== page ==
U.S., Italy Fail to Agree on Slaying
The United States and Italy disagreed Friday in the conclusions of a joint investigation into the slaying of an Italian agent by U.S. troops in Iraq, further straining ties between the two allies.
U.S. soldiers killed Italian intelligence officer Nicola Calipari on March 4 when they opened fire on a car heading for the Baghdad airport. He was escorting Italian journalist Giuliana Sgrena, who had just been released by kidnappers.
U.S. officials say the soldiers followed the rules of engagement in firing on the car as it moved toward a checkpoint and should not be punished. Italy disagrees, and has left open the possibility of pursuing the matter in the courts.
“The investigators did not arrive at shared final conclusions even though, after examining jointly the evidence, they did agree on facts, findings and recommendations on numerous issues,” the two governments said in a joint statement issued by the U.S. State Department.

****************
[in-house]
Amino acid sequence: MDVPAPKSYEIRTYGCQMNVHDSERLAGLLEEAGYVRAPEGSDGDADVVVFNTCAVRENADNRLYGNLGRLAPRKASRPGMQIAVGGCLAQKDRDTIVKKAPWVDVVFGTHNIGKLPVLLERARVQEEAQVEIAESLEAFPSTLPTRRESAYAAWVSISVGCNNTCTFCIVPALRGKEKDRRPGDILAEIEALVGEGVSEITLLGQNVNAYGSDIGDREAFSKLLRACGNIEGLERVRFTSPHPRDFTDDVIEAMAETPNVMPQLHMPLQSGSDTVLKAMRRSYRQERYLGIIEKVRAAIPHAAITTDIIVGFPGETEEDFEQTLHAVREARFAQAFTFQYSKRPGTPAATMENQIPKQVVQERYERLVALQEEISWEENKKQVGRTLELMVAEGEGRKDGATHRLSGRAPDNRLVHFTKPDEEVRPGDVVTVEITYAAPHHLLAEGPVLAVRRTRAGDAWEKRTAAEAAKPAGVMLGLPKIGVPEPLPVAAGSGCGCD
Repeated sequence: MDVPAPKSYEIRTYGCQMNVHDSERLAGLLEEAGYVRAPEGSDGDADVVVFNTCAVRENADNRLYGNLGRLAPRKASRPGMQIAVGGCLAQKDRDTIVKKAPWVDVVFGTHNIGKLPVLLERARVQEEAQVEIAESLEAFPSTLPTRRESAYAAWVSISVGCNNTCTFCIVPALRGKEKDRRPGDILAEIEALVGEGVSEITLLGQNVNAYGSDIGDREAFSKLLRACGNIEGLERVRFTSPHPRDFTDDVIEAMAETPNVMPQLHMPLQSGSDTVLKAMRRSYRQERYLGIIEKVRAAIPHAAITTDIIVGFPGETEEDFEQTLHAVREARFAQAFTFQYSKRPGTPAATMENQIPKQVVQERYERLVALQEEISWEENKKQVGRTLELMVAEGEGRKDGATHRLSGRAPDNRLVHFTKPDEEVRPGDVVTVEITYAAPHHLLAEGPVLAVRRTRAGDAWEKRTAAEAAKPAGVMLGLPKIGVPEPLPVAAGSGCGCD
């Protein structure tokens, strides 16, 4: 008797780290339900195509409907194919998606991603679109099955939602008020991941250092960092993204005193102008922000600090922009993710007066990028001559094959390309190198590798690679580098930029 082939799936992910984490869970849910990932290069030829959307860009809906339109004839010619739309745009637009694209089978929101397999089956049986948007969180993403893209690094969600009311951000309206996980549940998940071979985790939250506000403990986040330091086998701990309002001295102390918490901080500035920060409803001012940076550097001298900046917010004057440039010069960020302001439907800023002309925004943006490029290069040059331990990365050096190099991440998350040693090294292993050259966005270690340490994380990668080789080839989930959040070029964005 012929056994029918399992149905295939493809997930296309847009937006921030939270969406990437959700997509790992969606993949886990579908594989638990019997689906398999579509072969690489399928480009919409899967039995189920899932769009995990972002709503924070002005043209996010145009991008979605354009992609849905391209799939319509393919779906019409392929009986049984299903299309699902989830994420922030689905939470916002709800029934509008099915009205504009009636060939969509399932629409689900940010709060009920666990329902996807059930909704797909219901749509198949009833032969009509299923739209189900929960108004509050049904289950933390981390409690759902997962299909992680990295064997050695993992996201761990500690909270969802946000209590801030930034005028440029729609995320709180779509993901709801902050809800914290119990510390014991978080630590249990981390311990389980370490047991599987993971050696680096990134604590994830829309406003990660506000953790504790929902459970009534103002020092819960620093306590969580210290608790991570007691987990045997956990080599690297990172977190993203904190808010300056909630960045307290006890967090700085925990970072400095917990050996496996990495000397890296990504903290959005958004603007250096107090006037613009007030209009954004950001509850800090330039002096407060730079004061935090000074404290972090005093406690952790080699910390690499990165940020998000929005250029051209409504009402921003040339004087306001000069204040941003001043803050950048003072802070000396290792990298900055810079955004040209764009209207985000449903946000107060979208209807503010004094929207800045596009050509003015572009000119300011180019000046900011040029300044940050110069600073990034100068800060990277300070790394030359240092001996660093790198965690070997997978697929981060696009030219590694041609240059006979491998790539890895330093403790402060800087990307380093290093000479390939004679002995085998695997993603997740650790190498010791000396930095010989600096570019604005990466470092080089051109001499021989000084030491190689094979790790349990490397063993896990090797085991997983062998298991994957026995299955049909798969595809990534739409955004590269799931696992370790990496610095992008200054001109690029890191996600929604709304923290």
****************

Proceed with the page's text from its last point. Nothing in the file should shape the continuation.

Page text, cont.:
The killing enraged Italy, where Calipari has been hailed as a national hero.
In Rome, Italian Foreign Minister Gianfranco Fini told reporters, “The Italian government could not be expected to sign a reconstruction of events that did not correspond to our own version of events.”
A U.S. Army official said this week that Italy was disputing two issues in the report: the car’s speed as it approached the checkpoint and the nature of communications between the Italians and American forces before the shooting.
Italy’s government has said the Italians were driving slowly, received no warning, and advised U.S. authorities of their mission to evacuate Sgrena from Iraq.
The Army says the car was speeding toward the checkpoint and that U.S. soldiers tried to get it to stop by using hand and arm signals, flashing white lights and firing warning shots, and then shot into its engine block when it did not stop.